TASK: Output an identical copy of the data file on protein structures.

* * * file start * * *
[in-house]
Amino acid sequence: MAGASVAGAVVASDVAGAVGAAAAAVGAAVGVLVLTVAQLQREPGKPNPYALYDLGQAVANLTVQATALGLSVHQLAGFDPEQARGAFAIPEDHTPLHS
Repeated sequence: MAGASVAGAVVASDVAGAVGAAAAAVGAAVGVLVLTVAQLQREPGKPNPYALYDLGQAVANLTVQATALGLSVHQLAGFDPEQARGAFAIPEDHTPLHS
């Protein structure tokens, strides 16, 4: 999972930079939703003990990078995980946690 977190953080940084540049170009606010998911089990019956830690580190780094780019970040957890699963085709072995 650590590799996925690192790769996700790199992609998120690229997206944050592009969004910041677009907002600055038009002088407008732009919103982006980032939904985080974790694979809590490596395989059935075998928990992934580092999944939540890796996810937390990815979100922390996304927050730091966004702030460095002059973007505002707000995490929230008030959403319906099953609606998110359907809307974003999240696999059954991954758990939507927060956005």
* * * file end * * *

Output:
[in-house]
Amino acid sequence: MAGASVAGAVVASDVAGAVGAAAAAVGAAVGVLVLTVAQLQREPGKPNPYALYDLGQAVANLTVQATALGLSVHQLAGFDPEQARGAFAIPEDHTPLHS
Repeated sequence: MAGASVAGAVVASDVAGAVGAAAAAVGAAVGVLVLTVAQLQREPGKPNPYALYDLGQAVANLTVQATALGLSVHQLAGFDPEQARGAFAIPEDHTPLHS
């Protein structure tokens, strides 16, 4: 999972930079939703003990990078995980946690 977190953080940084540049170009606010998911089990019956830690580190780094780019970040957890699963085709072995 650590590799996925690192790769996700790199992609998120690229997206944050592009969004910041677009907002600055038009002088407008732009919103982006980032939904985080974790694979809590490596395989059935075998928990992934580092999944939540890796996810937390990815979100922390996304927050730091966004702030460095002059973007505002707000995490929230008030959403319906099953609606998110359907809307974003999240696999059954991954758990939507927060956005």